SCSO Fugitive Bureau Adds Teeth to LAP Efforts

By design, the Family Safety Center (FSC) brings to one location multiple agencies focused on improving outcomes for domestic violence victims. The new Lethality Assessment Program (LAP) is a prime example of this teamwork. Shelby County Sheriff’s Office (SCSO) deputies or MPD officers on a domestic disturbance call can now use a brief questionnaire to determine if a victim is in imminent danger. If necessary, officers will connect the victim with a Family Safety Center advocate while still on the scene. As evidenced by the increased volume of referrals to FSC, these timely interventions are making a difference.

While each agency plays an important role in the LAP, the SCSO Fugitive Bureau gives the program teeth. For every high-risk victim, there is a dangerous perpetrator that must be brought to justice. The fugitive bureau steps in to facilitate an arrest if the abuser has eluded the officers or in particularly heinous cases such as domestic violence-related homicides.

Shelby County Sheriff’s Office Lt. Michael Pope, Commander of the DV Unit, says his team’s goal is to effect the arrest in the cases that cross his desk. The Sheriff’s Office investigates the cases to decide whether to issue a warrant, advise a victim to file an Order of Protection, or help the courts determine the conditions of bail. Lt Pope says patience and persistence pay off. His deputies are dogged in their pursuit of the perpetrators, and patient with victims who are hesitant to come forward and file a report.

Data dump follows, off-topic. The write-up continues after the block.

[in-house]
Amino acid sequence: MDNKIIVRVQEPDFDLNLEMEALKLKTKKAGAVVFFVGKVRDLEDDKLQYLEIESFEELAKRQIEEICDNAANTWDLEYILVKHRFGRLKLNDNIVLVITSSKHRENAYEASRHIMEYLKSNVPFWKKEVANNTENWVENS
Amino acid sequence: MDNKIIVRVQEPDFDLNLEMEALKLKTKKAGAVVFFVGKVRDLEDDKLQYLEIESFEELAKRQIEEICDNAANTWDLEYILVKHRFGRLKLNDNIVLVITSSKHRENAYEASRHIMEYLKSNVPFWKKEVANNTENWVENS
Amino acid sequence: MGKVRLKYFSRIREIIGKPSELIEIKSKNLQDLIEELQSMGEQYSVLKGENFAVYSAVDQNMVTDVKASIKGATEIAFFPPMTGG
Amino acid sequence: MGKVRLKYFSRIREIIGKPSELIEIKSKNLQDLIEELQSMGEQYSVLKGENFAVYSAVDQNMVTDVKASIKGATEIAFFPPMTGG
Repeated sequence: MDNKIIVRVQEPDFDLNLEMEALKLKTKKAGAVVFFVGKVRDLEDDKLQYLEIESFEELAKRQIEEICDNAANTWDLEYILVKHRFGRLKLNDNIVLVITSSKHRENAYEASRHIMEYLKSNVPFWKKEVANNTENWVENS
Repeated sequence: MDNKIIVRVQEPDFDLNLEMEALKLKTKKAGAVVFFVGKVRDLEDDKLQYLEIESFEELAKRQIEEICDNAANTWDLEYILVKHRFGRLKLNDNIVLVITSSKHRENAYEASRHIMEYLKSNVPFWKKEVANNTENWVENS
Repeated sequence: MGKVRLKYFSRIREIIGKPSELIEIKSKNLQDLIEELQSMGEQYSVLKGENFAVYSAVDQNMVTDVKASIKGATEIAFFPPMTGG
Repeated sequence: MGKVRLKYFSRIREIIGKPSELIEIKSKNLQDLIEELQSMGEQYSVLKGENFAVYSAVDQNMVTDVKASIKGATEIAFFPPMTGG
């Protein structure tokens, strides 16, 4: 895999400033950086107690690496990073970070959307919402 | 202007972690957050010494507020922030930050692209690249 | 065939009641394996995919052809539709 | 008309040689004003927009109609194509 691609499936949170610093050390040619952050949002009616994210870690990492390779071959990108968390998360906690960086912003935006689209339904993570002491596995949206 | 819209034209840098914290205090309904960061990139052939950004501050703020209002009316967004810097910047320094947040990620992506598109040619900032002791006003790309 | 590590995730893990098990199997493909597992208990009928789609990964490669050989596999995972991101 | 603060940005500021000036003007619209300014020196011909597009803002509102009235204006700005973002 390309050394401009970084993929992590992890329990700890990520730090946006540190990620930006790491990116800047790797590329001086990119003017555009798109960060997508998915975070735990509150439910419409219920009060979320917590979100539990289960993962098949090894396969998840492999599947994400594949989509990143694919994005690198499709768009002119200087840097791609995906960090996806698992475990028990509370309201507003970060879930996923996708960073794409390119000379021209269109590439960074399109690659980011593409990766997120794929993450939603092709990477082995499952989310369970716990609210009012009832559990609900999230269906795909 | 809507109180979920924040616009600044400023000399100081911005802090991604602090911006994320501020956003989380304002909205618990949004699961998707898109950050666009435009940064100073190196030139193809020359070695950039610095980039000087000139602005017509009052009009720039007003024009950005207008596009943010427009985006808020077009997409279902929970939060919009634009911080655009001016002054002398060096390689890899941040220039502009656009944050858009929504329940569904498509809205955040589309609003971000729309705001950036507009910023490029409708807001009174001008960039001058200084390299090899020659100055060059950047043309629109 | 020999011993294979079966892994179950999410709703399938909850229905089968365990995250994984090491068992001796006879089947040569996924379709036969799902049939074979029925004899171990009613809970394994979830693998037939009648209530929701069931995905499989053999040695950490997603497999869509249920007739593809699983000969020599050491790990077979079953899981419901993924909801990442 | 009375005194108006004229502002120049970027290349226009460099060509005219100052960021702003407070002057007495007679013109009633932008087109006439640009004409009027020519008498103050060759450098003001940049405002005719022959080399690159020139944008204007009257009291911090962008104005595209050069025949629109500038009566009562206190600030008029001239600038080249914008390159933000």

“We don’t always get a victim to follow through the first time,” says Lt. Pope. “Unfortunately, sometimes it takes a second incident. Two or three months later, when it happens again, all of a sudden they realize it’s worth cooperating with us. We understand that we can’t force anyone. Our job is to keep them safe regardless.”

SCSO Detective Nichole Brumley, who has worked in the Domestic Violence Unit for more than five years, says the most challenging part of her job is convincing the victims to leave their situation.

“These are emotionally complicated cases,” says Detective Brumley. “I always tell the victims ‘I am sure this is not the first time, and I am pretty sure there will be a next time. If you are not concerned for yourself, think about your children.’ It is a tough decision for victims who are financially dependent on their partner or who want to keep their family together,” she says.

The MPD and SCSO Domestic Violence Bureaus are co-located at FSC so there is regular communication about high profile cases, including when the fugitive squad is needed to expedite an arrest after a homicide. Difficult ongoing cases also surface at the weekly Domestic Violence Review and Response Team (DVRRT) meetings, a chance for law enforcement and advocates to discuss specific cases.

“We have everyone around the table at the DVRRT meetings, including housing and legal assistance,”says Olliette Murry-Drobot, Executive Director of FSC. “The LAP program has made us that much more efficient, because we can zero in on the high-risk situations that have been identified in the LAP screenings and need immediate attention.”

The DVRRT meetings are also an opportunity to address gaps in the system. When the fugitive squad complained that they were often unable to serve Orders of Protection against individuals detained on other offenses because they were released before the deputies arrived to serve them, the Sheriff’s Office worked with the Clerk of the Court to change the booking procedure. Now, before a DV perpetrator is released from jail, authorities check to make sure there are no outstanding Orders of Protection.

“With the key partners in one location we are able to brainstorm about how best to allocate our community’s domestic violence resources as efficiently as possible. We also brainstorm ideas about what is working and what is not working in other communities. We are able to build on our strengths and continue to remove barriers for victims that we are serving,” says Murry-Drobot.

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